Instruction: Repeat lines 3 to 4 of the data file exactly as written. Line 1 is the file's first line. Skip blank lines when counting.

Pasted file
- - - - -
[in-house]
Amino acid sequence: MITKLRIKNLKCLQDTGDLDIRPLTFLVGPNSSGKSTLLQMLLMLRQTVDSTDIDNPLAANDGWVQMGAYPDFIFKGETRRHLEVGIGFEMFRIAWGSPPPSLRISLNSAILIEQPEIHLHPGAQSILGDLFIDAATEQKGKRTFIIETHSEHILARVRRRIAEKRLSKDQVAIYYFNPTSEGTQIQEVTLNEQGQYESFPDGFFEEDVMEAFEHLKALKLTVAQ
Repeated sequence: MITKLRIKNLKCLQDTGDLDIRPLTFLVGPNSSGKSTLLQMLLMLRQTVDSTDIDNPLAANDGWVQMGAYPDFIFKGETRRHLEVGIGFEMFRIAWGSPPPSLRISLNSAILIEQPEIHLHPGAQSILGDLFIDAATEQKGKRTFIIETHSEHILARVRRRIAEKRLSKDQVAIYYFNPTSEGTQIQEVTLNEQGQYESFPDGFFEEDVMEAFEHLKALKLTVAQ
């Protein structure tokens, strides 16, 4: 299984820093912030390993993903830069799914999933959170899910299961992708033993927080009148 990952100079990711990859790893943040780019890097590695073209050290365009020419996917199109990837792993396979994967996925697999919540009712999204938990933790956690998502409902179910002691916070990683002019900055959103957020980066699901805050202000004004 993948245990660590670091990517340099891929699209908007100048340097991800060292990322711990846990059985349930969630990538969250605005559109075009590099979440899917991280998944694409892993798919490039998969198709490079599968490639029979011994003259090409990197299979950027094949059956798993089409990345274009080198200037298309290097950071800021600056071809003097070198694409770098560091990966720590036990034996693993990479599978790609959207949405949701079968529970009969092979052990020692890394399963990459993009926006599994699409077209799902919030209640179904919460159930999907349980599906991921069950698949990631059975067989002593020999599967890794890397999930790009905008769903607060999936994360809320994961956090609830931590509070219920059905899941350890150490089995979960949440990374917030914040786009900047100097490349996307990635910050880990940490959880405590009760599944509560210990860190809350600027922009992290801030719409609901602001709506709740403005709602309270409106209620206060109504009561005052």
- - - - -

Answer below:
Repeated sequence: MITKLRIKNLKCLQDTGDLDIRPLTFLVGPNSSGKSTLLQMLLMLRQTVDSTDIDNPLAANDGWVQMGAYPDFIFKGETRRHLEVGIGFEMFRIAWGSPPPSLRISLNSAILIEQPEIHLHPGAQSILGDLFIDAATEQKGKRTFIIETHSEHILARVRRRIAEKRLSKDQVAIYYFNPTSEGTQIQEVTLNEQGQYESFPDGFFEEDVMEAFEHLKALKLTVAQ
């Protein structure tokens, strides 16, 4: 299984820093912030390993993903830069799914999933959170899910299961992708033993927080009148 990952100079990711990859790893943040780019890097590695073209050290365009020419996917199109990837792993396979994967996925697999919540009712999204938990933790956690998502409902179910002691916070990683002019900055959103957020980066699901805050202000004004 993948245990660590670091990517340099891929699209908007100048340097991800060292990322711990846990059985349930969630990538969250605005559109075009590099979440899917991280998944694409892993798919490039998969198709490079599968490639029979011994003259090409990197299979950027094949059956798993089409990345274009080198200037298309290097950071800021600056071809003097070198694409770098560091990966720590036990034996693993990479599978790609959207949405949701079968529970009969092979052990020692890394399963990459993009926006599994699409077209799902919030209640179904919460159930999907349980599906991921069950698949990631059975067989002593020999599967890794890397999930790009905008769903607060999936994360809320994961956090609830931590509070219920059905899941350890150490089995979960949440990374917030914040786009900047100097490349996307990635910050880990940490959880405590009760599944509560210990860190809350600027922009992290801030719409609901602001709506709740403005709602309270409106209620206060109504009561005052």